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westcoastfella
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Re: Are interest rates finally going to rise?

Thu Jun 15, 2017 11:25 am

As you all know, asset values have been over-inflated because of zero (or negative) real interest rates. And, $14T worth of quantitative easing.
It doesn't help if you get shrill and hysterical. I'm cash rich. I welcome a rise in interest rates. Let it come.
This is how stupid Jimtan is, in original post he identifies that quantitative easing was the tune of 14 trillion.

Then his next post brags about how he is cash rich. I'm not even sure if he understands the principle of devaluation of base currency. Currency and money is two different things. Assets are the best way to hedge against inflation. Last time I checked you cant print more Vancouver homes.

Assets will move and keep up with inflation according to how much currency is out there. 4 apples will always be 4 apples, 4 dollars vs 400 dollars, there can only be 4 apples.

So Jimtan you idiot, not only did you lose out on RE gains your worthless cash is worth even less now. Good job, atleast you have a Hyundai E550
This article calculates global QE at 12 trillion, since 2008, so he's not far off.  The US was not the only country to flood the market with money...

If Jim has chosen to be cash rich, I assume its because he's hedging his bets on a significant drop in housing and/or financial markets - there is simply no other reason to allow your assets to waste away to inflation.  This does not make Jim stupid, and whether his bet pans out remains to be seen - Jim may have the last laugh in the long run.  I know a few people that sold all their financial assets and went to cash in 2012, 2013, 2014 and so on, thinking the top was in and the next depression was nearly upon us.  Instead they missed out on some great market gains, and are either grudgingly reinvesting or continuing to wait out.  But who knows what the future will bring.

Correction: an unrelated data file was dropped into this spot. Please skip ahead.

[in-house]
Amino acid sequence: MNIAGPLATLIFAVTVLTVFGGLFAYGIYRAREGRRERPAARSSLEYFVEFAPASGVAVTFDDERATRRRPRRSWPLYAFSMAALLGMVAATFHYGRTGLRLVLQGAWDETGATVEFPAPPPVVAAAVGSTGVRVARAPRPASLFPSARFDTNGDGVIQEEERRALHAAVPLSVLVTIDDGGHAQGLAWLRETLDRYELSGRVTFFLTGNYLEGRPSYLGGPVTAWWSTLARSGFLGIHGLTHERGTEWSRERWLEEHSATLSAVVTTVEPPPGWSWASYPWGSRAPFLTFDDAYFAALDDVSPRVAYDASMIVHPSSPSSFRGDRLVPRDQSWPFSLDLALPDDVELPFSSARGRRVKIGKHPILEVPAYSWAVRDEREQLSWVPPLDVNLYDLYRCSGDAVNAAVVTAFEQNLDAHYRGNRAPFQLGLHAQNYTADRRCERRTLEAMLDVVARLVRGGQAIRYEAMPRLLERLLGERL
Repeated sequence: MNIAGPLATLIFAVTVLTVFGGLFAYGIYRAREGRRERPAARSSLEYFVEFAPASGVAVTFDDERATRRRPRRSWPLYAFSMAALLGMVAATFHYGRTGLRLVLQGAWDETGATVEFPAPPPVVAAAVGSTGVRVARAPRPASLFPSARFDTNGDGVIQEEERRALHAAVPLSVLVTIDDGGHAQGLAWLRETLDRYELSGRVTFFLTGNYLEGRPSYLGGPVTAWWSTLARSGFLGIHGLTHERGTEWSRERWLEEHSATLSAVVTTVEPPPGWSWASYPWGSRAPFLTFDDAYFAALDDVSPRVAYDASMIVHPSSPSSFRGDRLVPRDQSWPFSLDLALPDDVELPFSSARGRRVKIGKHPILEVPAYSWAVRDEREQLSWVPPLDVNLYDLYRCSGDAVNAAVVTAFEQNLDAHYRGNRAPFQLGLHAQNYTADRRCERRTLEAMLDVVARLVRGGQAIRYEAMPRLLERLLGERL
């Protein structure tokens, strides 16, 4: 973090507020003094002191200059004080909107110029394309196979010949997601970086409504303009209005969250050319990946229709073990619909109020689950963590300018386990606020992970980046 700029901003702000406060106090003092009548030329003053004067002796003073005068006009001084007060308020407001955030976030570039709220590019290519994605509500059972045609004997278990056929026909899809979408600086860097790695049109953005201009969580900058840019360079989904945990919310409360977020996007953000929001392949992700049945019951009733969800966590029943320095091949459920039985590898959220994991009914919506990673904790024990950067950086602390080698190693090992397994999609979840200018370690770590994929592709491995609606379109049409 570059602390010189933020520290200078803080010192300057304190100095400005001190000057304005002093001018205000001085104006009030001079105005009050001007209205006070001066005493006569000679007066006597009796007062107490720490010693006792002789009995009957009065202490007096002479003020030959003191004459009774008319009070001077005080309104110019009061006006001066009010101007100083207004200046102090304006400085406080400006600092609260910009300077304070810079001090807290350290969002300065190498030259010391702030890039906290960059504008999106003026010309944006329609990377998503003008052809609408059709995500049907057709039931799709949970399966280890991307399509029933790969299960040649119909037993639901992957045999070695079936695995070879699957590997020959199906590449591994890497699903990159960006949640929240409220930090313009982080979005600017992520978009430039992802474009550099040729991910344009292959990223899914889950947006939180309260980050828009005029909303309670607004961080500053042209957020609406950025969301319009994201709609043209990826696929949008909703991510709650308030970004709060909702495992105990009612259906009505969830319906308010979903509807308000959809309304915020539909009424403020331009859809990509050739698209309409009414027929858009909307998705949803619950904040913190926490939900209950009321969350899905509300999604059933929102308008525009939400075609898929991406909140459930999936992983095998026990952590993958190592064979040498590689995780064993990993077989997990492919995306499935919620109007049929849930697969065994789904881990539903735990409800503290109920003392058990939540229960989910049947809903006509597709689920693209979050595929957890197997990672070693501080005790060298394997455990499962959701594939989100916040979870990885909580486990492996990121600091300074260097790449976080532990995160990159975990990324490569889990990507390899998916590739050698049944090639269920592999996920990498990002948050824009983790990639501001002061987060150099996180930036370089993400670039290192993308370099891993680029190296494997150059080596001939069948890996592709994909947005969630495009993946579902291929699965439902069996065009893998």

tdma800
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Re: Are interest rates finally going to rise?

Thu Jun 15, 2017 11:28 am

As you all know, asset values have been over-inflated because of zero (or negative) real interest rates. And, $14T worth of quantitative easing.
It doesn't help if you get shrill and hysterical. I'm cash rich. I welcome a rise in interest rates. Let it come.
This is how stupid Jimtan is, in original post he identifies that quantitative easing was the tune of 14 trillion.

Then his next post brags about how he is cash rich. I'm not even sure if he understands the principle of devaluation of base currency. Currency and money is two different things. Assets are the best way to hedge against inflation. Last time I checked you cant print more Vancouver homes.

Assets will move and keep up with inflation according to how much currency is out there. 4 apples will always be 4 apples, 4 dollars vs 400 dollars, there can only be 4 apples.

So Jimtan you idiot, not only did you lose out on RE gains your worthless cash is worth even less now. Good job, atleast you have a Hyundai E550
First, instead of buzzwords,  intelligent people would know that things in Vancouver are a new normal. Its different that time.  Its well known both now and way back to when BC schools still had Consumer Ed 12.. Quite simply, to hold fiat currency is, for lack of a better word, the mark of a dull. Most people trade in their own home every 5 to 7 years tax free.